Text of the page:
The Vaselines enjoy a long delayed day in the sun

“If you had asked us five years ago if we would ever play again, we would have said there was no chance,’’ says Eugene Kelly of his reunion with Frances McKee in the Vaselines, an alt-rock band. “If you had asked us five years ago if we would ever play again, we would have said there was no chance,’’ says Eugene Kelly of his reunion with Frances McKee in the Vaselines, an alt-rock band. (Wattie Cheung Photography)
By James Reed
Globe Staff / October 3, 2010

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When Eugene Kelly and Frances McKee broke up the Vaselines in 1989, they called it quits on both their band and romance. That was that. The book closed.

They had been together for three years, producing a pair of EPs and a full-length debut released shortly before they disbanded. At best, the couple figured the Vaselines would end up an asterisk in the history of 1980s alt-rock, forever known as a little band from Scotland that could — but didn’t.

The last thing McKee and Kelly expected was anyone to be reading a story about the Vaselines in 2010.

“If you had asked us five years ago if we would ever play again, we would have said there was no chance,’’ Kelly says from his home in Glasgow. “When we started playing again, we thought, ‘Well, this is fun.’ There’s an audience out there, and it’s a different audience from 20 years ago, which was quite apathetic and even aggressive toward us.’’

Instead, the Vaselines have become one of this year’s more endearing comeback stories. More than two decades since their debut, they’re back with a solid new album, “Sex With an X,’’ and their first lengthy American tour, which stops at the Paradise Rock Club on Tuesday.

It’s a small wonder the Vaselines were ever known outside their native Scotland, but they give credit where it’s due. Nirvana frontman Kurt Cobain was a huge champion of the band, once famously claiming McKee and Kelly were his “most favorite songwriters in the whole world.’’ For different albums, Nirvana recorded three of their songs: “Son of a Gun’’ and “Molly’s Lips’’ (both on “Incesticide’’) and “Jesus Wants Me for a Sunbeam’’ (“MTV Unplugged in New York’’).

Yet that was all in the early ’90s. The Vaselines could have easily faded back to black, but belated interest in their thin discography persisted. Sub Pop rereleased the group’s back catalog and coaxed Kelly and McKee into a reunion at the Seattle label’s 20th anniversary show in 2008.

McKee and Kelly were heartened by the enthusiastic response, but they balked at the notion of making another Vaselines record.

“We both said absolutely no,’’ McKee says in a separate interview, also from Glasgow. “No way would we do that because it would be too difficult. With that first record, there was no expectation. And then you do it again and people either love it or hate it. And that’s how the reviews have been. The diehard Vaselines fans have not really liked it, and then other reviews are absolutely brilliant.’’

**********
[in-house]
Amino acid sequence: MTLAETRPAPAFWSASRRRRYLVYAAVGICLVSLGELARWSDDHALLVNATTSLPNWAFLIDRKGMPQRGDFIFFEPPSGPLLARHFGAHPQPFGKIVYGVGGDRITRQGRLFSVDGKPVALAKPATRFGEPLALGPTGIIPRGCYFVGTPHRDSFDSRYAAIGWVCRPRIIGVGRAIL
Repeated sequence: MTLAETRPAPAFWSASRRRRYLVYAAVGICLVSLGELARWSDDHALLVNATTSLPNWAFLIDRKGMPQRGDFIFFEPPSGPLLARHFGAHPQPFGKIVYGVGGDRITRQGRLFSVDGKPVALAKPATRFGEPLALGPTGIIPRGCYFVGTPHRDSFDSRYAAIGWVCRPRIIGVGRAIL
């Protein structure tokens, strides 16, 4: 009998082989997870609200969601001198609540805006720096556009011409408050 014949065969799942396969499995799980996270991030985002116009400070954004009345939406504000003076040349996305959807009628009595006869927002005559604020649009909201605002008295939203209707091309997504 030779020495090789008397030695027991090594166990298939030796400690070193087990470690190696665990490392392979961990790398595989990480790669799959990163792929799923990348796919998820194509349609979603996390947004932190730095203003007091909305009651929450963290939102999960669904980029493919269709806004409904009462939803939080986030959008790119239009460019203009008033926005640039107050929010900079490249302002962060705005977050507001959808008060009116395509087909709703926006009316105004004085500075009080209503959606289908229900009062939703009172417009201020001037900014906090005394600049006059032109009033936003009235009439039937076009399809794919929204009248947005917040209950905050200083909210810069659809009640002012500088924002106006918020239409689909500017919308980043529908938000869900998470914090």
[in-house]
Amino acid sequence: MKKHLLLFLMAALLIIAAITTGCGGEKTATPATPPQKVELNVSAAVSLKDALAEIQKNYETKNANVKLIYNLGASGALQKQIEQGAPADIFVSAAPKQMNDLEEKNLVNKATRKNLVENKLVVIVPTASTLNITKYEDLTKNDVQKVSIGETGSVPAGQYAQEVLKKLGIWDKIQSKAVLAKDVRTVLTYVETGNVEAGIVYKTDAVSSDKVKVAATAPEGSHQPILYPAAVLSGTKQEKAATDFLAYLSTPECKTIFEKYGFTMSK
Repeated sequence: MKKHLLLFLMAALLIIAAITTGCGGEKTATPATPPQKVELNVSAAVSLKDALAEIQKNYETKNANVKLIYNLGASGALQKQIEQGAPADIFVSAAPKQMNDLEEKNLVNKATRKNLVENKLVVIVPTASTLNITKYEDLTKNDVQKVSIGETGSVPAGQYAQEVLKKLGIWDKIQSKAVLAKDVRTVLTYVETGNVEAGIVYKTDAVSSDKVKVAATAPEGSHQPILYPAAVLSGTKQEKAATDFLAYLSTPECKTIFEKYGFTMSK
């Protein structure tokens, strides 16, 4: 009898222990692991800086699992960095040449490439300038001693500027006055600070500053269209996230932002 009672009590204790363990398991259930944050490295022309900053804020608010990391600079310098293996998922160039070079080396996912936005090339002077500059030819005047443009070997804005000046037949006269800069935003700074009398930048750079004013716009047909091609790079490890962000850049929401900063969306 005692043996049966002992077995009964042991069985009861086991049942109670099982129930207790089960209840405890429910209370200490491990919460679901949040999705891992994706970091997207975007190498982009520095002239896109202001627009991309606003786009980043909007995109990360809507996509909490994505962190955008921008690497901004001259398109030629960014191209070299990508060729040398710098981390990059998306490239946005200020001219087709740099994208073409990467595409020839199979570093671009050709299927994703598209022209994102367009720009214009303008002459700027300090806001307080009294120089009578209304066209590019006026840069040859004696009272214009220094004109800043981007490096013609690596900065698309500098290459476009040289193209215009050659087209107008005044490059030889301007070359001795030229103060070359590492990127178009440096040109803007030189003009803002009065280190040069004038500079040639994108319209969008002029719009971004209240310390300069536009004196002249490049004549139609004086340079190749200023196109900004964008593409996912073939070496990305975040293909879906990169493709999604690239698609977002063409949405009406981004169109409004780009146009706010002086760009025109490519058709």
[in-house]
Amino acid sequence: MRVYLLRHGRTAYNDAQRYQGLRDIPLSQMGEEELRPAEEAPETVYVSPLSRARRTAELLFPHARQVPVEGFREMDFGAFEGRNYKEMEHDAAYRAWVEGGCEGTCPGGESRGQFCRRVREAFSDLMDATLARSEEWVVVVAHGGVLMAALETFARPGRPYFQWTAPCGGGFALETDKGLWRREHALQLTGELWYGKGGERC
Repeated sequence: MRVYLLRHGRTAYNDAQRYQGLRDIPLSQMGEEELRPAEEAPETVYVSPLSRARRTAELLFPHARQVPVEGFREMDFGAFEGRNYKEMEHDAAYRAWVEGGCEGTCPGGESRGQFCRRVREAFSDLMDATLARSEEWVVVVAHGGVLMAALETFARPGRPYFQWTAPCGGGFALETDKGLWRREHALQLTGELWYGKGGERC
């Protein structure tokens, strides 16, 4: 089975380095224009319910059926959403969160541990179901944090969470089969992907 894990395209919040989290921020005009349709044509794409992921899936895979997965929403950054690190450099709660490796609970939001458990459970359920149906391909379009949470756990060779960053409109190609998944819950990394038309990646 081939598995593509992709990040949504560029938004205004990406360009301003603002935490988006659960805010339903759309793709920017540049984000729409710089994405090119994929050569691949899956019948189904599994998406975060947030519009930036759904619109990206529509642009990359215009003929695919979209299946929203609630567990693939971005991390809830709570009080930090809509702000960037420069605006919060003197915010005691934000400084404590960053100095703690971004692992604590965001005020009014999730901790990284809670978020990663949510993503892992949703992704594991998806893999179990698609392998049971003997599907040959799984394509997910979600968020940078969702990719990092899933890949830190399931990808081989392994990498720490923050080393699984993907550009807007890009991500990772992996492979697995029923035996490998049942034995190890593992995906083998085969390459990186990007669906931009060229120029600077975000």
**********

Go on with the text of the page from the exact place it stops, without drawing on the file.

That’s odd considering how much “Sex With an X’’ adheres to the Vaselines’ penchant for upbeat garage-pop with both a sense of humor and simplicity. They even enlisted the same producer, Jamie Watson, who worked on their debut [1989’s “Dum-Dum’’]. The mere fact that McKee and Kelly are both 20 years older and wiser obviously affected the music.

“Some people have said our music hasn’t changed that much, but I think it has. There are definitely songs on this record that we wouldn’t have written back then,’’ Kelly says. “If you look back to the previous record, it’s quite simple. I think we get our message across better about what we’re trying to say in the songs. Back then we weren’t sure what we were saying.’’

They at least seemed to be having fun, though. Songs like “Rory Rides Me Raw’’ (about horseback riding, thank you very much) and “Oliver Twisted’’ captured the joy of two 20-something musicians in love and in thrall with the idea of having a band and recording an album.

“At the time, it was just something we were doing,’’ Kelly says. “We weren’t thinking it was going to be the rest of our lives. We didn’t ever think what we were doing would be understood or liked. That was as far as we could see.’’

McKee puts it more bluntly: “The Vaselines was our baby, and we both wanted to keep going for the sake of the baby. But then I realized the baby wasn’t worth it,’’ she says, laughing.

After the split, they had different projects — Captain America (later named Eugenius) for Kelly, Suckle for McKee — but they found people responded better to their work as the Vaselines.

There was just one problem: McKee had moved well beyond the Vaselines, starting a family and eventually becoming a teacher. She was serious about putting music behind her.

“I had already sold my guitars. I’m a bit like that: If I’m going to finish something, I finish it completely. I should have burned [the guitar] on stage,’’ McKee says. “When I stopped teaching, I nearly burned all my teaching books. I usually don’t go back. That’s why I was a little bit surprised by the whole Vaselines thing.’’

When it’s suggested that the Vaselines would have been rediscovered at some point, with or without help from Nirvana and Sub Pop, Kelly is skeptical.

“It’s hard to say, because there were only a thousand copies of our album pressed,’’ Kelly says. “Maybe we would have become a really underground cult band. Maybe it would have taken 40 years for people to be interested.’’

James Reed can be reached at


With Jeffrey Lewis

At: Paradise Rock Club, Tuesday, 8 p.m. Tickets: $24.50. 800-745-3000,